Pakistan out of money for flood recovery, UN boosts aid request- minister


Pakistan is out of money to help flood recovery


Millions of displaced families need immediate support


Pakistan in 'urgent need of medicine' as diseases spread


UN revises aid appeal up five-fold to $816 million

(Updates with EU scaling up aid; more quotes)

By Asif Shahzad

ISLAMABAD, Oct 4 (Reuters) - Pakistan is out of money to spend on recovery from devastating floods, its climate change minister said on Tuesday, urging prompt international help at the U.N. launch of an aid appeal as funds needed by the country were ramped up five-fold.

The United Nations revised up its humanitarian aid appeal for Pakistan five-fold to $816 million from $160 million, as a surge of water-borne diseases and fear of growing hunger pose new dangers after weeks of unprecedented flooding linked to climate warming.

The meeting was told that the U.N has received only $90 million so far out of the $160-million previous appeal for aid.

"We have no space to give our economy a stimulus package, which would create jobs, and provide people with the sustainable incomes they need," the climate change minister, Sherry Rehman, told the conference in Geneva aimed at seeking aid for Pakistan.

She urged the developed world to accelerate funding for the ongoing domestic climate-linked disaster, terming it "the meta-climate event of a century."

Pakistan has already dispersed cash handouts worth $264 million to 2.47 million people affected by the disaster, she added.

She said 7.9 million people have been displaced.

"We are gathered here to reboot your compassion simply because the numbers are too staggering to service for any one country alone," she said.

The European Union (EU) scaled up its flood assistance to 30 million euros (6.7 billion Pakistani rupees), according to a statement after the EU commissioner for crises management, Janez Lenarčič, met Prime Minister Shehbaz Sharif in Islamabad.

Pakistan's economic affairs minister Ayaz Sadiq told the gathering that it would take "years and years" for the country to rebuild and help rehabilitate millions of people whose homes were destroyed by the flooding.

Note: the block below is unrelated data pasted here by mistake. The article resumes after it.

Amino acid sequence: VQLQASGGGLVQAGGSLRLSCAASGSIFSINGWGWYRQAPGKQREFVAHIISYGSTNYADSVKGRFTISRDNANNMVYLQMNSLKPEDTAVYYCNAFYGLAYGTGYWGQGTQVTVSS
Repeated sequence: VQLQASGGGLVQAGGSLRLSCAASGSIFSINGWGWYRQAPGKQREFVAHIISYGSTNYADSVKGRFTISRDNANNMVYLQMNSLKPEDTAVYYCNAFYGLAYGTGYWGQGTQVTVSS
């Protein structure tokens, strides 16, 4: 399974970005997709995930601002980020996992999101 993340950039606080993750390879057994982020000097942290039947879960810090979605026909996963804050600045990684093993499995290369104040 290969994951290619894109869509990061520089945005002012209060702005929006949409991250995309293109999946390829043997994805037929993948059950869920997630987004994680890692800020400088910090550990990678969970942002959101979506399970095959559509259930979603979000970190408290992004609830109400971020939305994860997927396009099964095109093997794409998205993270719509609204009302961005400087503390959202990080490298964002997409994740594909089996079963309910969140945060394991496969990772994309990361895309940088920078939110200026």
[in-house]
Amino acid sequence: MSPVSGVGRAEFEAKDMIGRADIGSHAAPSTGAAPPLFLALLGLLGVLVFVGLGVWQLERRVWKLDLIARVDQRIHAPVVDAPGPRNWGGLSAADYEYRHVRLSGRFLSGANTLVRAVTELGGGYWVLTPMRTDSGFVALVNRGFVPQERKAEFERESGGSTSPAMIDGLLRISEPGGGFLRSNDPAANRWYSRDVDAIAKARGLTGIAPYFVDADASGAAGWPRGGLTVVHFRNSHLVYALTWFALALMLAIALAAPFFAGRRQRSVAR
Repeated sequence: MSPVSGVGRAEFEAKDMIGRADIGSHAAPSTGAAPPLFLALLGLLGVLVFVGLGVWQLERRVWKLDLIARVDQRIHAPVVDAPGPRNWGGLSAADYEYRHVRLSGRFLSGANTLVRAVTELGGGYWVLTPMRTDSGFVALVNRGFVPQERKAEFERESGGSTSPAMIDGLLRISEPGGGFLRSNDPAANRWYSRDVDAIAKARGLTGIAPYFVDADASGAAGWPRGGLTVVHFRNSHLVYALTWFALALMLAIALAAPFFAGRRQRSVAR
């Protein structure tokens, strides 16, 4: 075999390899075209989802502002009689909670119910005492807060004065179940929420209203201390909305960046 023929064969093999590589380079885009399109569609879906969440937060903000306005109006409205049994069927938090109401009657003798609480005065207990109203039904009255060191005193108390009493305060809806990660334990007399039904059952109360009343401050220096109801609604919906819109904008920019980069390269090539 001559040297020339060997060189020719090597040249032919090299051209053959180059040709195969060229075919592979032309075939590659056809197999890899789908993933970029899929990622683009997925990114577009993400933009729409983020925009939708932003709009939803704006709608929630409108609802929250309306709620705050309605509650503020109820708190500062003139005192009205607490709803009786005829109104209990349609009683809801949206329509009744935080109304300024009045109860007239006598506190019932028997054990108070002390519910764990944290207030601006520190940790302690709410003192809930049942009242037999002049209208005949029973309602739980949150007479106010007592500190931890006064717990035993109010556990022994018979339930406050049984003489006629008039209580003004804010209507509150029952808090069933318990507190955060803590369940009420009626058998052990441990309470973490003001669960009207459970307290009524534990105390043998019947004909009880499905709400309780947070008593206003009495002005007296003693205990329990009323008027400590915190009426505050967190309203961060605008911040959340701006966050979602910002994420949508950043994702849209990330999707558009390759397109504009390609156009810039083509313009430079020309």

The floods, caused by abnormal monsoon rains and glacial melt, have submerged huge swathes of the South Asian country and killed nearly 1,700 people, most of them women and children.

Hundreds of thousands of displaced people who are living in the open are being exposed to diseases like malaria, diarrhoea, dengue fever, severe skin and eyes infections, cholera, dog and snake bites, all of which are fast spreading amid stagnant floodwaters that officials say will take several months to recede.

The diseases have killed hundreds in addition to the 1,700 deaths from the flooding, and tens of thousands of them are treated daily at make-shift hospitals.

Tedros Adhanom Ghebreyesus, director general of the World Health Organization, told the meeting Pakistan needed an urgent and robust response, supported by sustainable funding, to control the spread of outbreaks.

"We are on the verge of a public health disaster," he said and added: "The water has stopped rising, but the danger has not."

He said the WHO needed $115 million to meet the health emergency.

Approximately 10% of Pakistan's health facilities have been damaged, leaving millions without access to health care, he said, adding that the stocks of essential medicines and medical supplies were limited or have been washed away.


The deluge has impacted 33 million people out of a population of 220 million, and caused damage the government estimates at $30 billion as crops, roads, livestock, bridges, houses, schools, and medical facilities were washed away.

The government and the United Nations have blamed climate change for the disaster.

Julien Harneis, the U.N. resident coordinator and humanitarian coordinator in Pakistan said the $816 million target for the appeal was "absolutely not enough".

"We need all of these funds and we need it quickly," he said.

Rehman said 8.2 million people were in urgent need of medicine, including 4% of the disaster-affected population that was pregnant, and export crops were almost all wiped out, pushing the country to import food.

"These are real people on the ground, whose eyes are still vacant from shock, who have overnight been turned into poster-children of extreme vulnerability, with futures that are entirely precarious," she said.

"All we are saying is please don't leave us alone."
Additional Reporting by Emma Farge in Geneva and Gibran Peshimam in Islamabad. Writing by Tanvi Mehta and Asif Shahzad; Editing by Robert Birsel and Bernadette Baum

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